June Jump in Lyme Cases Raises Concern
Tuesday, July 20, 2010 - 7:52am
Lyme Disease Prevention is a Simple Mix of Attention & Protection
Recent data analysis by Public Health Madison and Dane County (PHMDC) shows a marked increase in cases of Lyme disease in Dane County between April and June. Between April and May, the reported cases went from 4 to 8. By June, there were 35 reported cases. While increases between May and June are normal, last June there were only 17 cases reported, making the current jump somewhat more significant.
The good news is that there are a few basics steps you can take to minimize your risk of exposure. Exposure comes in the form of the bite of a deer tick - a very small, hard to see bug that is all too common everywhere in Wisconsin. These poppy seed sized ticks carry the bacteria that cause Lyme disease, which can be serious if undetected and untreated.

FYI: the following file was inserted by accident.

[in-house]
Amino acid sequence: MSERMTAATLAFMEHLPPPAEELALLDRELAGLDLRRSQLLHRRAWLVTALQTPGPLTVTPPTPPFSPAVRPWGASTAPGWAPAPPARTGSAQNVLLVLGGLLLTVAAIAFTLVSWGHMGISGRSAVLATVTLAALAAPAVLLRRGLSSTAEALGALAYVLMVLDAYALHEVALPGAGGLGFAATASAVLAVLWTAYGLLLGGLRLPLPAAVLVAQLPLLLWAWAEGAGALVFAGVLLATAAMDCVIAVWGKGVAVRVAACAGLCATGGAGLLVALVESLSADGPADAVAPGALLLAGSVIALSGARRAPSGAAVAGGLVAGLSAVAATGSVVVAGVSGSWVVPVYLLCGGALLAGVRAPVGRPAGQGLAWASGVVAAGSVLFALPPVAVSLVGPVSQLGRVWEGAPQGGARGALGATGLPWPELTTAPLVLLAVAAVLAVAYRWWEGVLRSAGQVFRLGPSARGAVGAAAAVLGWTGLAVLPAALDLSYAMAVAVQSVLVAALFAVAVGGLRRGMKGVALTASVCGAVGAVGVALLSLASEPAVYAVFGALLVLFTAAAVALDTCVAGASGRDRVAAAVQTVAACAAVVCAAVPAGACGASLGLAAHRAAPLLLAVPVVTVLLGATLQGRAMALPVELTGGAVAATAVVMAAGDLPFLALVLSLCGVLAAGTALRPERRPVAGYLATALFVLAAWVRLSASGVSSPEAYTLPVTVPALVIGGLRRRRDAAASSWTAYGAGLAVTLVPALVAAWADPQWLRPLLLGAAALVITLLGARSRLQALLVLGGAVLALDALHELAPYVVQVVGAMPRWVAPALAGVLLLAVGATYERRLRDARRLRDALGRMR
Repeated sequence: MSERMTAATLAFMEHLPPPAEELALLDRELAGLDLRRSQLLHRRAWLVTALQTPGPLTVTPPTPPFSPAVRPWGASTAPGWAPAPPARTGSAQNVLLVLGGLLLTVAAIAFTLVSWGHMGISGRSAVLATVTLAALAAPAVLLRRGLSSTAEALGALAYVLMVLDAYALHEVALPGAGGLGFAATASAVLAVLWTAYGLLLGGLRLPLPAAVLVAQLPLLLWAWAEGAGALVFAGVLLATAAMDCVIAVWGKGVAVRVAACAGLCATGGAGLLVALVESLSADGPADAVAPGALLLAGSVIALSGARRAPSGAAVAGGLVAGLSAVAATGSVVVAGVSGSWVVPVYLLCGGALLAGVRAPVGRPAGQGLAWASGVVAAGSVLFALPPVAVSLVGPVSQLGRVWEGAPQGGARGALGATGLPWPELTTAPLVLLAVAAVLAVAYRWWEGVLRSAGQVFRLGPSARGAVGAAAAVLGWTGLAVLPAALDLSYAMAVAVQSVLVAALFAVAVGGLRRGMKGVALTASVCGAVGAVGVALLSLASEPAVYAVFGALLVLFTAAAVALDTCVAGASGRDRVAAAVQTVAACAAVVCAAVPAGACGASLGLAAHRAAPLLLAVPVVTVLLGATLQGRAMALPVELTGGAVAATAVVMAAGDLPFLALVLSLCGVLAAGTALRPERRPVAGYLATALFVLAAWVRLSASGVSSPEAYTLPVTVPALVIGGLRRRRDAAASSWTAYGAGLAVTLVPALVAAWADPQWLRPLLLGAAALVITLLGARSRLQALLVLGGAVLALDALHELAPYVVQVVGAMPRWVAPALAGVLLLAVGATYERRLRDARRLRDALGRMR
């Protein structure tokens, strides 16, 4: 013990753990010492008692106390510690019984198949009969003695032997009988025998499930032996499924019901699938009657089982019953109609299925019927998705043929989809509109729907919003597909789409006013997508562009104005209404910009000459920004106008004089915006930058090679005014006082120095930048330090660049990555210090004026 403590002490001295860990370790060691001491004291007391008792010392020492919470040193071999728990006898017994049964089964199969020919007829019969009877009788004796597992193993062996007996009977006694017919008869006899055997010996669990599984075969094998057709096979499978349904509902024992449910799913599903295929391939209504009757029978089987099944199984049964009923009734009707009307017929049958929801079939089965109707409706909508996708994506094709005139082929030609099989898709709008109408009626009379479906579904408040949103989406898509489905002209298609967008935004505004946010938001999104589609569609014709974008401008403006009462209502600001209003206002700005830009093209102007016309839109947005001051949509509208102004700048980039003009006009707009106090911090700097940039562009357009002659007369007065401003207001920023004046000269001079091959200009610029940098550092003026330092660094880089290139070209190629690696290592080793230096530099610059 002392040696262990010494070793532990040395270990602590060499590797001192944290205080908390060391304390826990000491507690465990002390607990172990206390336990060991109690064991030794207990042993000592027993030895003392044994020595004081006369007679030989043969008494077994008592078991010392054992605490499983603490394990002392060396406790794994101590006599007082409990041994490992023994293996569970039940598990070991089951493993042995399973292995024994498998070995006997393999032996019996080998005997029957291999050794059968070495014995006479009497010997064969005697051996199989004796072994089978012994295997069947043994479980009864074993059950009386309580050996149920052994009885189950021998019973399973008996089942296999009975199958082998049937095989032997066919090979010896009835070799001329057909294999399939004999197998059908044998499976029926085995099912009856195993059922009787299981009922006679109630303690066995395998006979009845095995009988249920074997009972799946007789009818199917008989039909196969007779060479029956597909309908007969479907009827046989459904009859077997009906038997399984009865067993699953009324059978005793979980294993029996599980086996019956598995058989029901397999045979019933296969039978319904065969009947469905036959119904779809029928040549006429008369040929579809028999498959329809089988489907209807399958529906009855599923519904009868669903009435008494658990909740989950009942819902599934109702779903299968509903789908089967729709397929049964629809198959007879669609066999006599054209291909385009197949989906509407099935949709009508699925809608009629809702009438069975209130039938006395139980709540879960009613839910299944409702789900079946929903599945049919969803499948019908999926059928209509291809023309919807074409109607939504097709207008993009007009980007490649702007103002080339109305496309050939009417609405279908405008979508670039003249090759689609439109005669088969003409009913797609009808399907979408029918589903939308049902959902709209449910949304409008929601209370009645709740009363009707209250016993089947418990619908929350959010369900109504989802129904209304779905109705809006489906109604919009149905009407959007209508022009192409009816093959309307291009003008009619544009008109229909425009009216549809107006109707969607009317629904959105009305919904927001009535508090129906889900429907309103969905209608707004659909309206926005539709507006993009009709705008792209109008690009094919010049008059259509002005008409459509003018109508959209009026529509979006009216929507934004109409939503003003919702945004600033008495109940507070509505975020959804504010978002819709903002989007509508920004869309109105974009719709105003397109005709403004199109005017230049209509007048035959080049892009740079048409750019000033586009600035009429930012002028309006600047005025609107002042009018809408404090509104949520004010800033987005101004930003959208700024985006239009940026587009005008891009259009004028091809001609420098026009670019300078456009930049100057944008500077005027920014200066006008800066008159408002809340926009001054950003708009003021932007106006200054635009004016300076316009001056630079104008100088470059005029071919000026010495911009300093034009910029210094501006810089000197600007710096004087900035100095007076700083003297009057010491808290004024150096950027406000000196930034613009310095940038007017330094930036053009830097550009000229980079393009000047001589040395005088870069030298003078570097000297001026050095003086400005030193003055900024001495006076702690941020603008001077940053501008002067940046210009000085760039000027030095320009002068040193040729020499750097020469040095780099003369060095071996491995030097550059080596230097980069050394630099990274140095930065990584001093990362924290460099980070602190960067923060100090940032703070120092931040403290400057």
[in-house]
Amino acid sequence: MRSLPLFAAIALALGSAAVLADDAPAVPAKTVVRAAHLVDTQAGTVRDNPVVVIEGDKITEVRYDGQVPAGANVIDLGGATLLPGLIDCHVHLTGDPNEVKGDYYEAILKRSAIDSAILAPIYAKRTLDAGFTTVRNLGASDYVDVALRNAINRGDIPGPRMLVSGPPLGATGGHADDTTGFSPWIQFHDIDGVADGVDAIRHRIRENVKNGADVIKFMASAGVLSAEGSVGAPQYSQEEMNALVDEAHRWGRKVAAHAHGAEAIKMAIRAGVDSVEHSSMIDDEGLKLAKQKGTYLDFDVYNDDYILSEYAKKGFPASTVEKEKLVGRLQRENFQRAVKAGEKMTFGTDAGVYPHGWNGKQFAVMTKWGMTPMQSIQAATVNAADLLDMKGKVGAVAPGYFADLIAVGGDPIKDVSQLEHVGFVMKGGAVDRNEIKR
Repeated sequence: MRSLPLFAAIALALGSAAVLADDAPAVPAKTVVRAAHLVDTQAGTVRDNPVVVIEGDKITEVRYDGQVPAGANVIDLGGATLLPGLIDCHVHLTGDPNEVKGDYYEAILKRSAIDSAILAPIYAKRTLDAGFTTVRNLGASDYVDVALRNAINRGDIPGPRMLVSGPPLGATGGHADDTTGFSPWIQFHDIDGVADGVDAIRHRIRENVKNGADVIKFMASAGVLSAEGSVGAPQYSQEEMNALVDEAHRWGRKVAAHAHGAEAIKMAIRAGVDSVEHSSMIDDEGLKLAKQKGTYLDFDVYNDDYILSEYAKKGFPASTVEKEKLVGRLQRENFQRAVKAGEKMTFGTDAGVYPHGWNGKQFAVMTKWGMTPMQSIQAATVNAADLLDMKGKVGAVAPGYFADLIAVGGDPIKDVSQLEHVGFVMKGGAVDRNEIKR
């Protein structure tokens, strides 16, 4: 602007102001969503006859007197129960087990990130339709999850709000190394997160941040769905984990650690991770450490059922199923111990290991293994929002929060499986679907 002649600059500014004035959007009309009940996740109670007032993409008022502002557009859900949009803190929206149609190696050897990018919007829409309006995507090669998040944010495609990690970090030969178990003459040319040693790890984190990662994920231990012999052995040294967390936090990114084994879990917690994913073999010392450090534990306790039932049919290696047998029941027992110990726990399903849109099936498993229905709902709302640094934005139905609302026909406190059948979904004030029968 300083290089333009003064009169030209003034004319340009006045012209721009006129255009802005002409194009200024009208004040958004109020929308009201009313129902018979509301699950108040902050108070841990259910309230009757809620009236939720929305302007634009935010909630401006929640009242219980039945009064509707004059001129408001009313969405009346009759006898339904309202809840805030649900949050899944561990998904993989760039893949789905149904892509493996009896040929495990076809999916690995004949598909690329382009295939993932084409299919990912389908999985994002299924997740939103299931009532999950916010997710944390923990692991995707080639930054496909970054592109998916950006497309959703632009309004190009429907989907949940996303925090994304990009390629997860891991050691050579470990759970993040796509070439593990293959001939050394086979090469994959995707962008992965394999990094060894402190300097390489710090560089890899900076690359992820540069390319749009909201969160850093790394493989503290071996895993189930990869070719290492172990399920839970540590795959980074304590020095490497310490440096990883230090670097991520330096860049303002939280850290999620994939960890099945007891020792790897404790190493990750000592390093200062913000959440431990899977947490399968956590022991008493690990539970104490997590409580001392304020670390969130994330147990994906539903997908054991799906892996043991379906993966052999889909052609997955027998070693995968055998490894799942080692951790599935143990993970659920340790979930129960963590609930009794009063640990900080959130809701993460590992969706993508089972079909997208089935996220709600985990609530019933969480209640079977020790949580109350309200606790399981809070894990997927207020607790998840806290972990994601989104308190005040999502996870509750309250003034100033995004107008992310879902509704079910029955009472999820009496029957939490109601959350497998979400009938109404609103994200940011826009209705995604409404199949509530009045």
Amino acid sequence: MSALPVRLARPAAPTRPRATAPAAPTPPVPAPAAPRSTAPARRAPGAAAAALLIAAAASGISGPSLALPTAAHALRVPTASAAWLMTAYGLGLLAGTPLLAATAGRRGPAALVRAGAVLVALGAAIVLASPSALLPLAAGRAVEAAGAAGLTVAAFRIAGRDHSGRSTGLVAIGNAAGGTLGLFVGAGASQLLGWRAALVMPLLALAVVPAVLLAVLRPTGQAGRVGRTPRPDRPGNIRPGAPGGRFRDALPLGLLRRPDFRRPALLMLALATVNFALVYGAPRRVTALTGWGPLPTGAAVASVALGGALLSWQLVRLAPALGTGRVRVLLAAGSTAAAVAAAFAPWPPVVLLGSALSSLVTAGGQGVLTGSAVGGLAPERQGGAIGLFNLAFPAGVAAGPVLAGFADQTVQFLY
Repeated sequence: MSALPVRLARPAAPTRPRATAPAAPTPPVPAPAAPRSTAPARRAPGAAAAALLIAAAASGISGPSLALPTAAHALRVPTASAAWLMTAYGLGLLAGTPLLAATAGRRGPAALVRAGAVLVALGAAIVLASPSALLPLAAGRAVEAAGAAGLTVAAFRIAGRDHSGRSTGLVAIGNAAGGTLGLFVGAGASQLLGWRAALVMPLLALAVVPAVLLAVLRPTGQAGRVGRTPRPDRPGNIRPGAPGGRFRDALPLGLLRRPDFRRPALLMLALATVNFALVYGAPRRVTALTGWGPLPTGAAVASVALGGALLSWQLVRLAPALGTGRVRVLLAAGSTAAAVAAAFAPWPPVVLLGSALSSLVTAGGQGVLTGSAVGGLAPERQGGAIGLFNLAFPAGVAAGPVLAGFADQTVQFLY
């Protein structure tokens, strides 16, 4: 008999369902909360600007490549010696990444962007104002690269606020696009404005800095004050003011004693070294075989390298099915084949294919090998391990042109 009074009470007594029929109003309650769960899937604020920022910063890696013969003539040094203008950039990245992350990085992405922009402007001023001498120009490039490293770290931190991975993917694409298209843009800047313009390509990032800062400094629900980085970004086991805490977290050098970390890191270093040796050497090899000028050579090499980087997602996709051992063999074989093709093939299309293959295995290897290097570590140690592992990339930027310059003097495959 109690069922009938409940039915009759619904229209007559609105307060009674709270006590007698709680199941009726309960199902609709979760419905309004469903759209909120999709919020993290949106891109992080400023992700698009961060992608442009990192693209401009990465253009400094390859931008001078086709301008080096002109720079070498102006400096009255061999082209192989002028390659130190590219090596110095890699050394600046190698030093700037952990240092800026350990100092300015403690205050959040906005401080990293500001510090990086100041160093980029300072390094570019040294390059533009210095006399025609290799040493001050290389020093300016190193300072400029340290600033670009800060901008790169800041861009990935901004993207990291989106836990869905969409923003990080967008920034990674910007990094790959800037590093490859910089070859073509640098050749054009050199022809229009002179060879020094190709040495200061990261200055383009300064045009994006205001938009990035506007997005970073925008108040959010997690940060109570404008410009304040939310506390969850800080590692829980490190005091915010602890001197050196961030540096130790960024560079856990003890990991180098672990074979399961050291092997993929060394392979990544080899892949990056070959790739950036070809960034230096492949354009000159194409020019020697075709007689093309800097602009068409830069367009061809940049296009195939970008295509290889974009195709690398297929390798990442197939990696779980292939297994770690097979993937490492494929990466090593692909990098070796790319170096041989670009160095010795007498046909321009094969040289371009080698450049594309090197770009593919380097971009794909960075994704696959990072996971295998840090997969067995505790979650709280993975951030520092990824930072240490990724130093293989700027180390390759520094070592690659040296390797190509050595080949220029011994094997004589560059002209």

Following these steps will help reduce the risk of a tick bite:
• Wear long pants and long sleeves when picnicking or walking in tall grasses or forests
• Always use an effective insect repellant
• Always check yourself, or have a family member check you for ticks after being outdoors, paying special attention to the head, scalp, armpit, groin and area behind the knee (don't forget to check your pets as well) it is important to know that the tick has to be attached for 24 hours to transmit the disease, so these timely checks are really important
• If you do find a tick, use thin bladed tweezers to slowly remove it. Folk remedies like petroleum jelly, nail polish remover or burning matches DO NOT WORK, and are not safe.
The symptoms of Lyme disease can be fever, headache, chills, pain in the muscles or joints, enlarged lymph nodes, or facial paralysis. A "bull's eye" rash often appears at the bite area between 3 and 30 days after a bite. The disease is treatable with antibiotics and should be treated as soon as possible.
Consult a physician as soon as possible if
o the tick has been attached for 24 or more hours
o tick removal is incomplete
o you experience the rash or any of the other symptoms of Lyme Disease
For more detailed information about deer ticks and Lyme disease, see the following websites:
The Centers for Disease Control: http://www.cdc.gov/ncidod/dvbid/lyme/index.htm
The Wisconsin Department of Health Services:
Public Health Madison & Dane County
- Jeff Golden(608) 243-0302